“On Sunday Evening, an elderly Man that carried a Basket in Hungerford Market for his Livelihood, was drowned in an excessive Quantity of ‘Strip and go Naked’ alias ‘Strikefire’ alias ‘Gin’, at a notorious Brothel in the Strand; the poor miserable wretch expiring under too great a Dose of that stupefying Benediction.”

I have never heard of “Strip and go Naked” or “Strikefire” as a drink, and assume it was a form of Gin as this was the last alias.

It was with some trepidation that I put the name into Google, and the search results imply that it is now an American drink made out of beer, vodka and lemonade, also a cocktail made from beer, gin, vodka, lime juice, orange juice and grenadine.

Whatever it was in 1725, its description as a “stupefying Benediction” does sound rather appropriate.

18th century newspapers provide a view of the trades within Hungerford Market. These were in the paper for events such as bankruptcy so are not a complete list, but provide an indication: Wine Merchant, Butcher, Slaughter House, Oyster Merchant, Indigo Maker, Ironmonger, Coal Merchant.

As with any location which attracted people, there was also a public house – the Bull’s Head.

During the early decades of the 19th century, the market was becoming rather run down, dirty and surrounded by squalid housing.

The descendants of the Henry Wise, who had owned the building since 1717, sold the land and buildings to the Hungerford Market Company which had been formed in 1830.

The new company believed that by rebuilding, and providing a much improved market environment, the Hungerford Market could be just as big a success as Covent Garden and could also tempt some of the fish trade away from Billingsgate.

The new market buildings were much increased in size compared to the original market. New houses were built alongside, which included a number of pubs. The market buildings pushed the river embankment out by a further 150 feet and a set of stone stairs were constructed down to the river.

The following three prints of the opening ceremony on the 2nd of July, 1833, give an impression of the scale of the new market buildings and the grandeur of the opening, which was intended to give the market a considerable amount of publicity, and attract Londoners from as far afield as possible into the market.

The following print shows the view from the river, with crowds of people in front of the market and on boats on the river.

Hungerford Market

The opening of Hungerford Market was the place to be seen for the fashionable Londoner of 1833 as the following account from the Morning Advertiser on the 3rd of July, 1833 records:

“It having been announced that the opening of this splendid work was to take place yesterday at two o’clock in the afternoon, crowds began to assemble in the forenoon. By the specified hour, the concourse of people which thronged every part of the market, and all places adjoining, whence a view of what was going on could be had, was truly immense.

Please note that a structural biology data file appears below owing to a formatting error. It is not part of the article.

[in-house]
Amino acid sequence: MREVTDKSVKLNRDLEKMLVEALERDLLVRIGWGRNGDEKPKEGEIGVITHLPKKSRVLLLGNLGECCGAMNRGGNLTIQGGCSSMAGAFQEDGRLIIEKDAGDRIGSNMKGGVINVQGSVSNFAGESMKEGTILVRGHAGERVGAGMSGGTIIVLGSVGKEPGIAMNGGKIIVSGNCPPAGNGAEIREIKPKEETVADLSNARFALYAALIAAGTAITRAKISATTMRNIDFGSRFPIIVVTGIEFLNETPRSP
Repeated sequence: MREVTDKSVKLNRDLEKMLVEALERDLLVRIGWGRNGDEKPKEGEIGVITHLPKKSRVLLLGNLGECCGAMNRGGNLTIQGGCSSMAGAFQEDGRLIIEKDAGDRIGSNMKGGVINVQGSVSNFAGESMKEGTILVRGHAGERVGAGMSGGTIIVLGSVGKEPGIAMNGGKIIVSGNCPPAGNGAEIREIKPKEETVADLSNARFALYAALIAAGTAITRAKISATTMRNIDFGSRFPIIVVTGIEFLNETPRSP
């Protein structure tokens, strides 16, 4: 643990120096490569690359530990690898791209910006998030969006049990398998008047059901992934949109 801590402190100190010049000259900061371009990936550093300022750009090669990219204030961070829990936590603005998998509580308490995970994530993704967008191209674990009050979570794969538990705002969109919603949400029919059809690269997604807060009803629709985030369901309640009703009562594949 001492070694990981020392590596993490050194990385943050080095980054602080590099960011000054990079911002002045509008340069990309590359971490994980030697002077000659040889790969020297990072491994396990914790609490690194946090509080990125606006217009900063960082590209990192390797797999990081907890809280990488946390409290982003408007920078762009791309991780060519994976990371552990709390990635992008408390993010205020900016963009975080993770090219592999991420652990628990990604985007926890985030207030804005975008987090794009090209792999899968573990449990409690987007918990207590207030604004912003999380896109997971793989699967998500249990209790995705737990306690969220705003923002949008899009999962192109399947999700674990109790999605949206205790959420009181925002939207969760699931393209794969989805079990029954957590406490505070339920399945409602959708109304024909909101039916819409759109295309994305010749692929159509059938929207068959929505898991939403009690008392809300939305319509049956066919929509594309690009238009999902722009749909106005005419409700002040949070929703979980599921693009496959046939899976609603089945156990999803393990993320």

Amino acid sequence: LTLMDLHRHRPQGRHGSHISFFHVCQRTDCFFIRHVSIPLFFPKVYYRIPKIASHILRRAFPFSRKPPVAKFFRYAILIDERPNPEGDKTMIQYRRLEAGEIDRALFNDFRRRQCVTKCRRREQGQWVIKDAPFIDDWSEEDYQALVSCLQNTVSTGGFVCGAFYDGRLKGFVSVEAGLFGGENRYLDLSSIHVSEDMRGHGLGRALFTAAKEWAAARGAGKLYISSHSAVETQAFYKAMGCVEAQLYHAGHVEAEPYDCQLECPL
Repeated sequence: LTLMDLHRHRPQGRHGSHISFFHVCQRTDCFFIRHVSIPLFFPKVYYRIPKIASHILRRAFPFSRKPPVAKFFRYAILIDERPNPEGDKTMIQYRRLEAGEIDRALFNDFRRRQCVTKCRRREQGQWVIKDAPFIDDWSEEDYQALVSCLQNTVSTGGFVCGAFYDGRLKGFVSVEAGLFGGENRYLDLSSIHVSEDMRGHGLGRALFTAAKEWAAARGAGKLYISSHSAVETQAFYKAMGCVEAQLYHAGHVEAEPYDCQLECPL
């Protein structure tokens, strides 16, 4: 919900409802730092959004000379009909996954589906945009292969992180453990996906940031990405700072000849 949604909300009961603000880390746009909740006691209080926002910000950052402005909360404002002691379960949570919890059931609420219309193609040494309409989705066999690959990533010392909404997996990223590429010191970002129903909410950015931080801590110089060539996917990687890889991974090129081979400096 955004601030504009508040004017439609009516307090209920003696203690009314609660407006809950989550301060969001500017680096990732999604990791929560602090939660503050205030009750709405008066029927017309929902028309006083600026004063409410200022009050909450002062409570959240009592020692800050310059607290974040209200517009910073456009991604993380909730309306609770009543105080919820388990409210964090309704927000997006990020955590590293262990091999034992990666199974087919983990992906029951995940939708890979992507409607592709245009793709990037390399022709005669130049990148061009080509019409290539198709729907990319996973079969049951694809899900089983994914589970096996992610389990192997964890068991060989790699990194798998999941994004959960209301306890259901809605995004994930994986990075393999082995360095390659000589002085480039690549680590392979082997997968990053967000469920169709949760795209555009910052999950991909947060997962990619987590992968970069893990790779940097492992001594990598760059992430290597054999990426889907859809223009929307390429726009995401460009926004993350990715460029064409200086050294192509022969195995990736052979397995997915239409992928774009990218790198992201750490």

Of the numbers present it was impossible to form any conjecture which could be depended on. The large hall was most densely crowded with an assemblage of the most respectable kind, including much of the female beauty and fashion of this vast metropolis. The lower quadrangle was no less densely filled with an assemblage of the same class. The same may be said of the space appropriated to stalls and benches, underneath the colonnade. The quadrangle fronting the Strand, being open to all, was literally crammed with human beings. Indeed the open space in that particular part looked like a living mass of human beings.

The pavement on the south side of the magnificent building, which projects into the Thames, was so crowded with persons of all descriptions, that it was next to impossible to move from one part of it to another. The balconies at the top of the building, though a much higher price was demanded for admission to them, were filled with an assemblage of ladies and gentlemen. The view from these balconies was exceedingly interesting. It commanded an extensive prospect of the Surrey hills, and of a very considerable part of London, including a large portion of the Thames. Westminster and Waterloo Bridges were crowded with spectators, as were the tops of a great many houses in the neighbourhood of Hungerford-market.

The river was a most interesting scene; it was covered with boats, all as full as a regard to safety could justify. The coal barges in the neighbourhood of the market were so numerous and so close and so well filled that one could scarcely persuade himself they floated on water.

Taken altogether, we should say, it is very seldom indeed that so many human beings are congregated together.”

The following print shows the main attraction during the opening of Hungerford Market, a balloon ascent:

Hungerford Market

And the following print shows the balloon taking of from the quadrangle of Hungerford Market.

Hungerford Market

The balloon was piloted by George Graham, a prolific 19th century balloonist, who took two passengers with him in the basket.

The balloon took of at 4:30 in the afternoon. It went straight up for about sixty feet before heading in a south-easterly direction. Those in the basket waved their hats to cheers from the crowd as the balloon gained height.

By the time it had been up for 20 minutes it was described as being as small as a kite and after 30 minutes it was all but invisible, as it headed in the direction of Gravesend.

George Graham undertook many flights during the first half of the 19th century, and his wife was also a balloonist.